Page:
Melodic death metal

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Melodic death metal (also referred to as melodeath or MDM) is a subgenre of heavy metal music that combines death metal with elements of the New Wave of British Heavy Metal. The style originated and developed in Sweden (pioneered by At the Gates, Dark Tranquillity and In Flames) and the United Kingdom (pioneered by Carcass) during the early and mid-1990s. The Swedish death metal scene did much to popularize the style, soon centering in the "Gothenburg metal" scene.

Musical characteristics[edit]

Melodic death metal uses components of NWOBHM, in particular the fast riffing and harmonic guitar lines, but also is influenced by the characteristics of death metal like heavily distorted guitars, fast double-bass drum patterns and sometimes blast beats, some even utilizing elements from other genres such as black metal and thrash metal.[1] The vocal style of the genre combines harsh screaming, sung vocals, and death growls, some artists emphasizing one of these techniques over the rest.[2]


Carcass, shown here performing at Gods of Metal festival in Bologna, Italy (2008), helped develop the melodic death metal genre with their 1993 album Heartwork.[3]

Much of the origin and popularity of melodic death metal can be attributed to the bands At the Gates, In Flames, and Dark Tranquillity, whose early 1990s music releases defined the genre and laid the foundation for the Gothenburg metal scene.[2] Writer Gary Sharpe-Young considered the Gothenburg scene the commercial salvation of death metal: "Gothenburg became the new Tampa and the genre received a new lease on life."[4] Another pioneer was the British band Carcass, which performed grindcore on its first two releases but morphed into death metal and an increasingly melodic style on the Necroticism – Descanting the Insalubrious (1991) and Heartwork (1993).[3][5][6]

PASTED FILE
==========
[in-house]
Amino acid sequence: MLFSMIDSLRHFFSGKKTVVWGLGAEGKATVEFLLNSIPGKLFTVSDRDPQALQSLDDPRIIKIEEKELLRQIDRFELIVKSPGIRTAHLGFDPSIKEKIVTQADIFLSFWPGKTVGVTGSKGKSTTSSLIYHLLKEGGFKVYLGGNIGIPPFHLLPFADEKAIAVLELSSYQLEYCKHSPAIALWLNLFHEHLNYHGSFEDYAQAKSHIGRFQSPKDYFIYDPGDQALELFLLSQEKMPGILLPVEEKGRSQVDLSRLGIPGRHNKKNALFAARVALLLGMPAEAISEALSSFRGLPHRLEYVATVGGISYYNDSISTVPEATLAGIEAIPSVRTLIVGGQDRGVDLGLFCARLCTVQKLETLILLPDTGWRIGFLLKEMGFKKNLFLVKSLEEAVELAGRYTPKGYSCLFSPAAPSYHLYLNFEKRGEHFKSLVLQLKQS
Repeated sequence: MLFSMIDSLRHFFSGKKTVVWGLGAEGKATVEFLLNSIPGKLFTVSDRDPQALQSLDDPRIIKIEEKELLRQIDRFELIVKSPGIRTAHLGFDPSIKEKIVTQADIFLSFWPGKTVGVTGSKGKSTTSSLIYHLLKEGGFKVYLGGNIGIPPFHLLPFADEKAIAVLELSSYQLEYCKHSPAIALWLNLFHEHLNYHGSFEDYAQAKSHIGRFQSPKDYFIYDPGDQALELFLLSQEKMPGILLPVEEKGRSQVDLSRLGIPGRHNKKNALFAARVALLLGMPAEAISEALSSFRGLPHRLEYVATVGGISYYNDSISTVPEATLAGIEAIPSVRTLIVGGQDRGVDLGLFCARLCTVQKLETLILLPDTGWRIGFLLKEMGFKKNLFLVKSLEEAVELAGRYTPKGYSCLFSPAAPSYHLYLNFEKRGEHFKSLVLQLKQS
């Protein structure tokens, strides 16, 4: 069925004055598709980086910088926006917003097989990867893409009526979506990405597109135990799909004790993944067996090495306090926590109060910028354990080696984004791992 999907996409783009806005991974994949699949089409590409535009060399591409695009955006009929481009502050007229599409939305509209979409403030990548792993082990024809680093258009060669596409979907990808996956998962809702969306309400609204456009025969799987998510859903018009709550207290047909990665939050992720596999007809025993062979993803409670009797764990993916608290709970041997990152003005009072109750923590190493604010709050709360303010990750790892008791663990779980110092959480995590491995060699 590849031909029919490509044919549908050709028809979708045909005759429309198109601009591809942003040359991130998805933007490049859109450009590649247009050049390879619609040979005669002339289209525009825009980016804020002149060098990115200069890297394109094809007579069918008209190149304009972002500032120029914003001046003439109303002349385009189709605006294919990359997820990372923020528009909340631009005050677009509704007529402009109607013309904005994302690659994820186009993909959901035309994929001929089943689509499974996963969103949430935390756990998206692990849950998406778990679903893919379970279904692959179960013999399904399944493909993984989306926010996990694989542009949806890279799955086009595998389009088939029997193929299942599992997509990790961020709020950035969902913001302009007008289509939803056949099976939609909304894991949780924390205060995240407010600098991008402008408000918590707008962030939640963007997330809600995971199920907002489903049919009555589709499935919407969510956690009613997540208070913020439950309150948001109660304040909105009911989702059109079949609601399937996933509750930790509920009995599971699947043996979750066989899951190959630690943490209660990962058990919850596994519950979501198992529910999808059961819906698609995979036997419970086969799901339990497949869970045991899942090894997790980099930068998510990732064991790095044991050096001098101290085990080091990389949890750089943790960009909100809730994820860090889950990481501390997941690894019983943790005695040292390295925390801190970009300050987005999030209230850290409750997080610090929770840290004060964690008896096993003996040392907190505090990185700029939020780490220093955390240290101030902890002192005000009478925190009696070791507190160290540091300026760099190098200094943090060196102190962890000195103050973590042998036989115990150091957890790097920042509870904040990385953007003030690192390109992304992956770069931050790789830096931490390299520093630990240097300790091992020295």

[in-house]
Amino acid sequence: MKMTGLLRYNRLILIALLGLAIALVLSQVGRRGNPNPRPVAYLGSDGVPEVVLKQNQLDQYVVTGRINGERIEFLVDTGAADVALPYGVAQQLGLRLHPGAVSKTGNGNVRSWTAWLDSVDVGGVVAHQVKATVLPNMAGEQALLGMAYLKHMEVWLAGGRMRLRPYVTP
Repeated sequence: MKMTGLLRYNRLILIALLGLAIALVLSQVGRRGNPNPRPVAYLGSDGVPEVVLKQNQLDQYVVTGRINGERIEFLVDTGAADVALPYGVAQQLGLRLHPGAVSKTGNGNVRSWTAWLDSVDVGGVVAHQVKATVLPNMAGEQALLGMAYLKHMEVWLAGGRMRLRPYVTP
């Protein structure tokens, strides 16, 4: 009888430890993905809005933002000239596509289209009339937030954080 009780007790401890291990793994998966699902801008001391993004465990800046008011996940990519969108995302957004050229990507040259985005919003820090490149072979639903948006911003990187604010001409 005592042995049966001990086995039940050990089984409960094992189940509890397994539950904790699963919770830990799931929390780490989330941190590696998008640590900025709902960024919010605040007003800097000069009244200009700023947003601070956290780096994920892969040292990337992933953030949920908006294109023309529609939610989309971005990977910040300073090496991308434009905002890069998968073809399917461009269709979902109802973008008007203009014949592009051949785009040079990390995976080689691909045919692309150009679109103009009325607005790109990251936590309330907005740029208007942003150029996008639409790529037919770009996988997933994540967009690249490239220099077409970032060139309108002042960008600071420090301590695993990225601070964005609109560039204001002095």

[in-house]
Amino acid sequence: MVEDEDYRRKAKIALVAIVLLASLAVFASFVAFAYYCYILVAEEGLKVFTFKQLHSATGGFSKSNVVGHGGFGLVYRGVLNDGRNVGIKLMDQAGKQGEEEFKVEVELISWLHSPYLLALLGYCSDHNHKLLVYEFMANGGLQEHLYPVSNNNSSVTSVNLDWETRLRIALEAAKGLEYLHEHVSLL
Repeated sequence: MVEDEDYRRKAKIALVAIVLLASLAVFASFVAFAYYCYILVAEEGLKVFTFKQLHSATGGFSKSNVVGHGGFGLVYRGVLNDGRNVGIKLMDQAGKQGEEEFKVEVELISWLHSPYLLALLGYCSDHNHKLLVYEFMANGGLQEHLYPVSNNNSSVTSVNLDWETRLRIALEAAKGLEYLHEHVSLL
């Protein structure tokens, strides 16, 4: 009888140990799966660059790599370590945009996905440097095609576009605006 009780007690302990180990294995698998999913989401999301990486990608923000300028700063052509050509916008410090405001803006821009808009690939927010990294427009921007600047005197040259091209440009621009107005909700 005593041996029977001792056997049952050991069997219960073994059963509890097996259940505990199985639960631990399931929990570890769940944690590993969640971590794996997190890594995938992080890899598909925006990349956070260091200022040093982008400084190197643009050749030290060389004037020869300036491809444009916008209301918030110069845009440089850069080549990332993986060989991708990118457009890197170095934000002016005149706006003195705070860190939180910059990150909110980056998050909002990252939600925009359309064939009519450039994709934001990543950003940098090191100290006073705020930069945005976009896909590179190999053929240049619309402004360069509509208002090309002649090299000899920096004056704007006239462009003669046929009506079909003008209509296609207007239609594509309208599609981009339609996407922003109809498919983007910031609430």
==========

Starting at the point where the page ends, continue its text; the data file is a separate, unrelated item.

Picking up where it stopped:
Late 1990s and influence on other genres[edit]

Since the late 1990s, melodic death metal bands have added more melodic choruses and riffs and have used keyboards more prominently than other death metal bands; their lyrics, unlike those of death metal, did not focus on death, violence, gore, horror, or blood, for the most part.[7] Its influence lead to the diversification of modern metalcore, with melodic metalcore gaining prominence in the 2000s, especially in the United States. Stewart Mason of Allmusic stated that the "increasingly melodic" style of Swedish death metal combines the post-hardcore aggression and guttural vocals of black metal with melodic and technically proficient guitar lines. Stewart Mason claims that the style has become very popular in the United States, using the term "Swedecore" to describe Scandinavian-style metal as played by non-Nordic bands.[8]

See also[edit]


  1. ^ Purcell, N. Death Metal music: the passion and politics of a subculture, at 9, McFarland, 2003 (retrieved 3 June 2011)
  2. ^ a b Marsicano, Dan. "What is Melodic Death Metal". Retrieved 2011-02-26. 
  3. ^ a b Bowar, Chad. "Carcass". Retrieved 2011-02-27. 
  4. ^ Sharpe-Young, Garry. Metal: The Definitive Guide. Jawbone Press. p. 162. ISBN 9781906002015. 
  5. ^ "Can You Feel The Forceps: Carcass, Surgical Steel And Heartwork Revisited". The Quietus. Retrieved 2015-10-27. 
  6. ^ McIver, Joel. The 100 Greatest Metal Guitarists. Jawbone Press. p. 122. ISBN 9781906002206. 
  7. ^ Metal Hammer February 2008: "Lyrically we were different too...People were surprised that we were a death metal band that wasn't singing about blood, gore and horror movies" It was during this time (___) broke onto the scene, transforming the style.
  8. ^ Mason, Stewart. "Glass Casket". Allmusic. Rovi Corporation. Retrieved 31 March 2011.